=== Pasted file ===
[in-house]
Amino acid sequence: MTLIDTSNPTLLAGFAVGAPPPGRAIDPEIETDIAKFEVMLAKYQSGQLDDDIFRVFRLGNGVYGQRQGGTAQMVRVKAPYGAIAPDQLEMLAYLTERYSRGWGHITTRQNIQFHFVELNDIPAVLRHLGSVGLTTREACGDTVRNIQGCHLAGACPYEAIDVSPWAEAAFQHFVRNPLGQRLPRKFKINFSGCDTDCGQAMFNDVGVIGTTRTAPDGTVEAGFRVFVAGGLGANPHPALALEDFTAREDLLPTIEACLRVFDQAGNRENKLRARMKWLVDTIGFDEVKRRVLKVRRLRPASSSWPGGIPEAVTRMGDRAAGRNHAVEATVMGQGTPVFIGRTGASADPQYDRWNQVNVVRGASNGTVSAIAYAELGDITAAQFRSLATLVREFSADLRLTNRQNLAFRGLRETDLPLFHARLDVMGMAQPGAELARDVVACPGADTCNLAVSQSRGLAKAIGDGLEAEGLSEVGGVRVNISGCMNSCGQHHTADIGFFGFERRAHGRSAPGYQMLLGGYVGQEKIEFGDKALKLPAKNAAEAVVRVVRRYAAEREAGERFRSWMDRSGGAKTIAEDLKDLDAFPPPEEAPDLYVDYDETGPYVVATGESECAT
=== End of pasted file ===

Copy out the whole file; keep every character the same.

[in-house]
Amino acid sequence: MTLIDTSNPTLLAGFAVGAPPPGRAIDPEIETDIAKFEVMLAKYQSGQLDDDIFRVFRLGNGVYGQRQGGTAQMVRVKAPYGAIAPDQLEMLAYLTERYSRGWGHITTRQNIQFHFVELNDIPAVLRHLGSVGLTTREACGDTVRNIQGCHLAGACPYEAIDVSPWAEAAFQHFVRNPLGQRLPRKFKINFSGCDTDCGQAMFNDVGVIGTTRTAPDGTVEAGFRVFVAGGLGANPHPALALEDFTAREDLLPTIEACLRVFDQAGNRENKLRARMKWLVDTIGFDEVKRRVLKVRRLRPASSSWPGGIPEAVTRMGDRAAGRNHAVEATVMGQGTPVFIGRTGASADPQYDRWNQVNVVRGASNGTVSAIAYAELGDITAAQFRSLATLVREFSADLRLTNRQNLAFRGLRETDLPLFHARLDVMGMAQPGAELARDVVACPGADTCNLAVSQSRGLAKAIGDGLEAEGLSEVGGVRVNISGCMNSCGQHHTADIGFFGFERRAHGRSAPGYQMLLGGYVGQEKIEFGDKALKLPAKNAAEAVVRVVRRYAAEREAGERFRSWMDRSGGAKTIAEDLKDLDAFPPPEEAPDLYVDYDETGPYVVATGESECAT